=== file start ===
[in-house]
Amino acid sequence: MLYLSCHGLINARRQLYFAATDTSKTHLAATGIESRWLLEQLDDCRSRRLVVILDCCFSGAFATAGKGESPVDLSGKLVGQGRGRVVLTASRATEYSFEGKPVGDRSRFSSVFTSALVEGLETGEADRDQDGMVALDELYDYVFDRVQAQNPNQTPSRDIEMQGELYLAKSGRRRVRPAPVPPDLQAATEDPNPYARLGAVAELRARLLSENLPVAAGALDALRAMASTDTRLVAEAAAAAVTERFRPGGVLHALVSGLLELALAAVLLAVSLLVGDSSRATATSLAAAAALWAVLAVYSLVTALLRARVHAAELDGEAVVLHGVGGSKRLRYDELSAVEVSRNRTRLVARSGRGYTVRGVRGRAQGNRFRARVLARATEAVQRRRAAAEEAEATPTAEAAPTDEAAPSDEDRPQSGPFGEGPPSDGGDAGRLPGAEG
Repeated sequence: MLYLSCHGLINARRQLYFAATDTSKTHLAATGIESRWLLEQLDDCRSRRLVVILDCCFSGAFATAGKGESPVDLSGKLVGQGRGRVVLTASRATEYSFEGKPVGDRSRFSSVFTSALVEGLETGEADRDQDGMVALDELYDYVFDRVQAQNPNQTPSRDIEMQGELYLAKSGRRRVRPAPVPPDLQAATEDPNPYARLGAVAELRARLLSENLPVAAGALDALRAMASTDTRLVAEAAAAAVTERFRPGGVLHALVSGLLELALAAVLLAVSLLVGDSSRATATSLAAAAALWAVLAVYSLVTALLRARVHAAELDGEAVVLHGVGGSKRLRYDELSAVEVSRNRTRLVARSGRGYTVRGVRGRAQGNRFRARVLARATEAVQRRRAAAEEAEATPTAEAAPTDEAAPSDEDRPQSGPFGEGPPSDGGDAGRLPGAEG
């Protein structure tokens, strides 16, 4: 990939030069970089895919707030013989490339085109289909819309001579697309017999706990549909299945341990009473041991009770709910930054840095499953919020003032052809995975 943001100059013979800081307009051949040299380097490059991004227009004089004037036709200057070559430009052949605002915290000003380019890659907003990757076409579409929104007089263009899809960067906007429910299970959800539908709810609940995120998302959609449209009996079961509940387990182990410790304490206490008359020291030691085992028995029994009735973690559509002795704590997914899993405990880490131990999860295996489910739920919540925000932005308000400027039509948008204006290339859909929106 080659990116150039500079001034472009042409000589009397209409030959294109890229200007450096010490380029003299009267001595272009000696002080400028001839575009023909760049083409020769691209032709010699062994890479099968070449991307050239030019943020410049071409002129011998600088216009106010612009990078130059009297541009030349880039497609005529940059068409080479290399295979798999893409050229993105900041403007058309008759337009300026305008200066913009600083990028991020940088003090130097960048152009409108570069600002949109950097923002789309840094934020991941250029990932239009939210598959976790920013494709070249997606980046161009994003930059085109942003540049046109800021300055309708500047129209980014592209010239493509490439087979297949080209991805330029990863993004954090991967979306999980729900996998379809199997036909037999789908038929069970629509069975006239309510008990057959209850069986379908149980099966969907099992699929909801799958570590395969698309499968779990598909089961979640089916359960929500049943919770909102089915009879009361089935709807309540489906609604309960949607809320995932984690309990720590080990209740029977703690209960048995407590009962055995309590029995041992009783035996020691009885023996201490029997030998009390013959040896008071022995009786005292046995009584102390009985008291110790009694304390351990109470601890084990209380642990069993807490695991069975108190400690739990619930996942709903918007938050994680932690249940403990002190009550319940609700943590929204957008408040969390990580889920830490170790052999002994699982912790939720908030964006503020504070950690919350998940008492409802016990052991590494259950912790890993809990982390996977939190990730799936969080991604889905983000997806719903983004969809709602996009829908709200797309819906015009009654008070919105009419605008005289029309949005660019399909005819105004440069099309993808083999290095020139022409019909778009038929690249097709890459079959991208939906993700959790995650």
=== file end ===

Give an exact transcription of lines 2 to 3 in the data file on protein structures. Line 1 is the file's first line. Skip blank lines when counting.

Amino acid sequence: MLYLSCHGLINARRQLYFAATDTSKTHLAATGIESRWLLEQLDDCRSRRLVVILDCCFSGAFATAGKGESPVDLSGKLVGQGRGRVVLTASRATEYSFEGKPVGDRSRFSSVFTSALVEGLETGEADRDQDGMVALDELYDYVFDRVQAQNPNQTPSRDIEMQGELYLAKSGRRRVRPAPVPPDLQAATEDPNPYARLGAVAELRARLLSENLPVAAGALDALRAMASTDTRLVAEAAAAAVTERFRPGGVLHALVSGLLELALAAVLLAVSLLVGDSSRATATSLAAAAALWAVLAVYSLVTALLRARVHAAELDGEAVVLHGVGGSKRLRYDELSAVEVSRNRTRLVARSGRGYTVRGVRGRAQGNRFRARVLARATEAVQRRRAAAEEAEATPTAEAAPTDEAAPSDEDRPQSGPFGEGPPSDGGDAGRLPGAEG
Repeated sequence: MLYLSCHGLINARRQLYFAATDTSKTHLAATGIESRWLLEQLDDCRSRRLVVILDCCFSGAFATAGKGESPVDLSGKLVGQGRGRVVLTASRATEYSFEGKPVGDRSRFSSVFTSALVEGLETGEADRDQDGMVALDELYDYVFDRVQAQNPNQTPSRDIEMQGELYLAKSGRRRVRPAPVPPDLQAATEDPNPYARLGAVAELRARLLSENLPVAAGALDALRAMASTDTRLVAEAAAAAVTERFRPGGVLHALVSGLLELALAAVLLAVSLLVGDSSRATATSLAAAAALWAVLAVYSLVTALLRARVHAAELDGEAVVLHGVGGSKRLRYDELSAVEVSRNRTRLVARSGRGYTVRGVRGRAQGNRFRARVLARATEAVQRRRAAAEEAEATPTAEAAPTDEAAPSDEDRPQSGPFGEGPPSDGGDAGRLPGAEG